Second, we learn about family life. May Nazareth serve as a model of what the family should be. May it show us the family’s holy and enduring character and exemplify its basic function in society: a community of love and sharing, beautiful for the problems it poses and the rewards it brings, in sum, the perfect setting for rearing children—and for this there is no substitute.
Finally, in Nazareth, the home of a craftsman’s son, we learn about work and the discipline it entails. I would especially like to recognize its value—demanding yet redeeming—and to give it proper respect. I would remind everyone that work has its own dignity. On the other hand, it is not an end in itself. Its value and free character, however, derive not only from its place in the economic system, as they say, but rather from the purpose it serves.
In closing, may I express my deep regard for people everywhere who work for a living. To them I would point out their great model, Christ their brother, our Lord and God, who is their prophet in every cause that promotes their well-being.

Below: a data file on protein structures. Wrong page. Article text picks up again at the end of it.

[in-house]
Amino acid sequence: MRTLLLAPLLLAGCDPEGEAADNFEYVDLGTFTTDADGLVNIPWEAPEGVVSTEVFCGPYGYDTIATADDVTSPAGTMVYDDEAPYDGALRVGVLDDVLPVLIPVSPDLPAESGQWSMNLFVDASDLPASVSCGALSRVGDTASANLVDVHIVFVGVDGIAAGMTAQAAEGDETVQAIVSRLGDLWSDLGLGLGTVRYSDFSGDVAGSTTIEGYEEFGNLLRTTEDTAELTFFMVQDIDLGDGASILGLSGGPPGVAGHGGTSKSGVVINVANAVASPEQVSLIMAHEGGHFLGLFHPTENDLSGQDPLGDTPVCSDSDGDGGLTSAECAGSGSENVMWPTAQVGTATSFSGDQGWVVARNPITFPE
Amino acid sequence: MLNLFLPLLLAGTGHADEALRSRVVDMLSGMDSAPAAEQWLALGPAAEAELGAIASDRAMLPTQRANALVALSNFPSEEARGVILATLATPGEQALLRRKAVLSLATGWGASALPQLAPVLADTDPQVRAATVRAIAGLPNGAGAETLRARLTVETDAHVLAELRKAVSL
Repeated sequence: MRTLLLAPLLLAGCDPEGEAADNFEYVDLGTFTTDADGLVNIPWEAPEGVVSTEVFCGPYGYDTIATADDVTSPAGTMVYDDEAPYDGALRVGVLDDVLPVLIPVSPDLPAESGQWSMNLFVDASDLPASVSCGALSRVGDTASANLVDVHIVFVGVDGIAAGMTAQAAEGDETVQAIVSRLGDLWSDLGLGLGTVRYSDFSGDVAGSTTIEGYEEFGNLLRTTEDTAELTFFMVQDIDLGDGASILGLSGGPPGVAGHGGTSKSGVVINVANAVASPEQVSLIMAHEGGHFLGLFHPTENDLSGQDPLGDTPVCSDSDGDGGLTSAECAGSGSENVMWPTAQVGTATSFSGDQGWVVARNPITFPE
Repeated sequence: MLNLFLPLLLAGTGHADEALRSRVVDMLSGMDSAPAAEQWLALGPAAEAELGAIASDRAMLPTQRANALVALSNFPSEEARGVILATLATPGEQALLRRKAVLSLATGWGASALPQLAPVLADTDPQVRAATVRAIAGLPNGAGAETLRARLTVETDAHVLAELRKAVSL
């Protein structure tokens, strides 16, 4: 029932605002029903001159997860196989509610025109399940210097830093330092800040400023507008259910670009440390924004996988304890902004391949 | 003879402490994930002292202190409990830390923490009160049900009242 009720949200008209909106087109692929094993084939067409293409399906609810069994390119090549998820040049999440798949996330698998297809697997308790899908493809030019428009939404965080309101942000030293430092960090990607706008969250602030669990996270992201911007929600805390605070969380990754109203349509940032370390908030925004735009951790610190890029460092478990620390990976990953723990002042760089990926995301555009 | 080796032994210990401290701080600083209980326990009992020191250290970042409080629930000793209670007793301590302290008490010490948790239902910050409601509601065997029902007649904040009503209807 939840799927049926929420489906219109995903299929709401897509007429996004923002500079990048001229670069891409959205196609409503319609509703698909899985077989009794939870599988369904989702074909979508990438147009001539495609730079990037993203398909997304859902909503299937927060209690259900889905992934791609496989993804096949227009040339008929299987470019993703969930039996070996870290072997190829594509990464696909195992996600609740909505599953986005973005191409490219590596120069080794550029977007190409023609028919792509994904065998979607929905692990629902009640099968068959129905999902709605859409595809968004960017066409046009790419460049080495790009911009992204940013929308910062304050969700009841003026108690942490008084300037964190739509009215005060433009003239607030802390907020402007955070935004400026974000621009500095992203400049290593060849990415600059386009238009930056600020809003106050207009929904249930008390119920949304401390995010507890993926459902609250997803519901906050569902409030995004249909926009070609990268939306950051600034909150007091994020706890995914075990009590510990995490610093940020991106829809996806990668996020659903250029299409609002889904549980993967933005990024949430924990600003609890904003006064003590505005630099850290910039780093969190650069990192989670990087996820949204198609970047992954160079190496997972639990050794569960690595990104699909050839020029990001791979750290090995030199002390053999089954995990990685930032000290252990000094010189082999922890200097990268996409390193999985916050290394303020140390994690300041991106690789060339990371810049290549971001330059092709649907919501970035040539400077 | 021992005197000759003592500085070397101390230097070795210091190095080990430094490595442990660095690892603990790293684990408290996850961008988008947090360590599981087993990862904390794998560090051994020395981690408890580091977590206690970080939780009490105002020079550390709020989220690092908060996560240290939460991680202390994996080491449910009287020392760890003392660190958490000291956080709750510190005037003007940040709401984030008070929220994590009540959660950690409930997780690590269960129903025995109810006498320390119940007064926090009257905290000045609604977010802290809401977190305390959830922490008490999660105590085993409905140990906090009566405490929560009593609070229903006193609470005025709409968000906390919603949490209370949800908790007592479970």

From an address by Saint Paul VI, pope (Nazareth, January 5, 1964)

Tuesday, December 24, 2019

The Gentlest Conqueror

The Adoration of the Shepherds
Francesco di Simone Ferrucci, 1475/85
National Gallery of Art, Washington
And this will be a sign for you: you will find a babe wrapped in swaddling cloths and lying in a manger.  (Luke 2:12, RSV)
That’s the sign: a newborn baby.  And not only a newborn baby, but one bundled up tightly and placed in a feed trough.  That’s pretty much helpless, made more helpless, and then consigned to perfect helplessness.  And that’s the sign?  That will be the cause of rejoicing?